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'Genius of Capitalism' Let Out of the Bottle

January 16, 2002

Re "Officials Defend Not Sounding Alarm on Enron," Jan. 14: Treasury Secretary Paul O'Neill and Commerce Secretary Don Evans should be allowed to state under oath that they did not tell the president of Enron's pending bankruptcy. This was Dubya's moneybag--past, present and future--and they didn't think it important enough to inform him?

That is not credible. The last presidential election was ugly. The next one should be worse.

Glenn Yokum

Barstow

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If O'Neill and Evans had come out and warned the public about the trouble of Enron, who would still buy Enron stock? Wouldn't O'Neill and Evans be accused of driving down Enron's stock?

Ringo Li

South Pasadena

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O'Neill's contention that "I don't go across the street and tell the president every time somebody calls me" is about the weakest defense I've heard in my life. One of the largest corporations in the world is saying it is in trouble and needs help from the U.S. government and O'Neill doesn't even call President Bush?

[Enron Corp. Chairman] Kenneth Lay is a close friend of the Bush family and O'Neill doesn't call Bush? Is it possible Bush might have been watching "Fox News Sunday" on Sunday and not a football game when he choked on that pretzel?

Dave Gunall

Ventura

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O'Neill describes the theft of thousands of hard-working, loyal workers' jobs and retirement funds by a small handful of far-wealthier men as "part of the genius of capitalism." If despicable corporate behavior such as Enron-gate continues to be ignored and condoned (only after being exposed, of course) by our highest government officials, aren't we being told that crime does indeed pay? If you're running a corporation, that is.

Why do we have thousands upon thousands of petty, two-bit criminals behind bars, many for doing drugs that only harmed themselves, while people like Lay and his higher rungs get awarded "genius" status when they've just ruined thousands of lives and made off with their loot? O'Neill's callous remark, further evidence of the true pro-business/anti-worker nature of our suddenly beloved president who appointed him, offers us another shining, some would say genius, example of "compassionate conservatism."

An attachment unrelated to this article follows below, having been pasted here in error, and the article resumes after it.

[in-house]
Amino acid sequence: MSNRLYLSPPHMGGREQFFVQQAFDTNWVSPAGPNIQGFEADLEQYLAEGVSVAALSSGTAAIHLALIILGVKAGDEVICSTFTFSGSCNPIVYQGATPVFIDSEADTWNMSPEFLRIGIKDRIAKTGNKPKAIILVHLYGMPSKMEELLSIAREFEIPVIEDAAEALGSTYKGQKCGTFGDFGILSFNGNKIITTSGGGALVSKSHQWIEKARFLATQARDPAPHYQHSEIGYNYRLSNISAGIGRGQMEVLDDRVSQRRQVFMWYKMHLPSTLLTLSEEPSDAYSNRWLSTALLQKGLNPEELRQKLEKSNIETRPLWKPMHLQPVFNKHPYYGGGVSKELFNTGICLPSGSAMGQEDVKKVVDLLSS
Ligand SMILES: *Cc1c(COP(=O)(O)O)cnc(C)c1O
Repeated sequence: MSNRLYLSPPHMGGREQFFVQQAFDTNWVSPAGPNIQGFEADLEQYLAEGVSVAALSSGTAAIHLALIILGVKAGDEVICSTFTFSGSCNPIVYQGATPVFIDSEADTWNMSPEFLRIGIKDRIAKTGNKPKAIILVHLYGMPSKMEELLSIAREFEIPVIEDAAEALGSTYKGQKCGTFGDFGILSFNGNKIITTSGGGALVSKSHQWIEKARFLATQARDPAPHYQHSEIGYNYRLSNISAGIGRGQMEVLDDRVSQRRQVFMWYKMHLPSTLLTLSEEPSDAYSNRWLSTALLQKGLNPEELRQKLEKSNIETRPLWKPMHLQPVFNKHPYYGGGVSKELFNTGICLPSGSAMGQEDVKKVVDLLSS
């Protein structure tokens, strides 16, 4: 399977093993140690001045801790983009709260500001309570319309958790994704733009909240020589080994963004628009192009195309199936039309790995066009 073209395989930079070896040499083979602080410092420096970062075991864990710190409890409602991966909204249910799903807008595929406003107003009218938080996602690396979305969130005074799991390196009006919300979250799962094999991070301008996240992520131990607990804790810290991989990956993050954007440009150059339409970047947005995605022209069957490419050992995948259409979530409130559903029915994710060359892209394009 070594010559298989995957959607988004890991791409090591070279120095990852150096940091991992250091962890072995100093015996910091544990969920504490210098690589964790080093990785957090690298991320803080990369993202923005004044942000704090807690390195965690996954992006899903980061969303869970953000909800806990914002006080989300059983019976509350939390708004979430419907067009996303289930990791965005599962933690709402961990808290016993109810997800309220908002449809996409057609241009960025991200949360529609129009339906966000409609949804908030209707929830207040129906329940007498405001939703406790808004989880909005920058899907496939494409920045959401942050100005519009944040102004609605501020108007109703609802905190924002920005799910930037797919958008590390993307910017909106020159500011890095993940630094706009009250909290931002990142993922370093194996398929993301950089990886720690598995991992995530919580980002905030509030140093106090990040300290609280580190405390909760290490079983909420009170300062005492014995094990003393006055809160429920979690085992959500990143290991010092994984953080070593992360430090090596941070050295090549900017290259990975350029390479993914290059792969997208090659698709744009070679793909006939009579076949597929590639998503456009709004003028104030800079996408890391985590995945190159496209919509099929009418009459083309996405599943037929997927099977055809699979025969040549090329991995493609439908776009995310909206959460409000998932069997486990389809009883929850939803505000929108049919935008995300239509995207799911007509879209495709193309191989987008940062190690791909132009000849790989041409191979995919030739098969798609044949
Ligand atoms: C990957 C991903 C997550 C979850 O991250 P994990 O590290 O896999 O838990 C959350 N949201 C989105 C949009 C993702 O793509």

Victor H. Knowles

Los Angeles

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The Bush administration attempted to distance itself from the Enron disaster by turning a deaf ear to requests for help from high Enron officials. The fear was that any government involvement would appear to be integral to the cozy relationship between Enron and Bush administration officials. Had this relationship not existed, prompt government action (as was done in the cases of Chrysler, Lockheed and Long-Term Capital Management) might have staved off an Enron bankruptcy and thereby mitigated the consequences to Enron employees and investors.

Michael Horstein

Los Angeles

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Try though they may, the Democrat alchemists will have a tough time turning energy into political hay.

Gerald Wright

Los Angeles

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Re "Enron Way: Anything but 'Simple, Straightforward,' " Commentary, Jan. 13: I think there's a perfectly straightforward and simple answer to this mess. Freeze every bank account belonging to the Enron executives who sold all their stock at tremendous profit. Then pay back the employees who weren't allowed to cash their stocks and who lost their pensions and 401(k)s from this money.

Then, give the Enron executives and the Andersen auditors ("Auditor Says It Destroyed Enron Records," Jan. 11) what they deserve--nice long prison sentences. Simple.

Ann Johnston

Thousand Oaks

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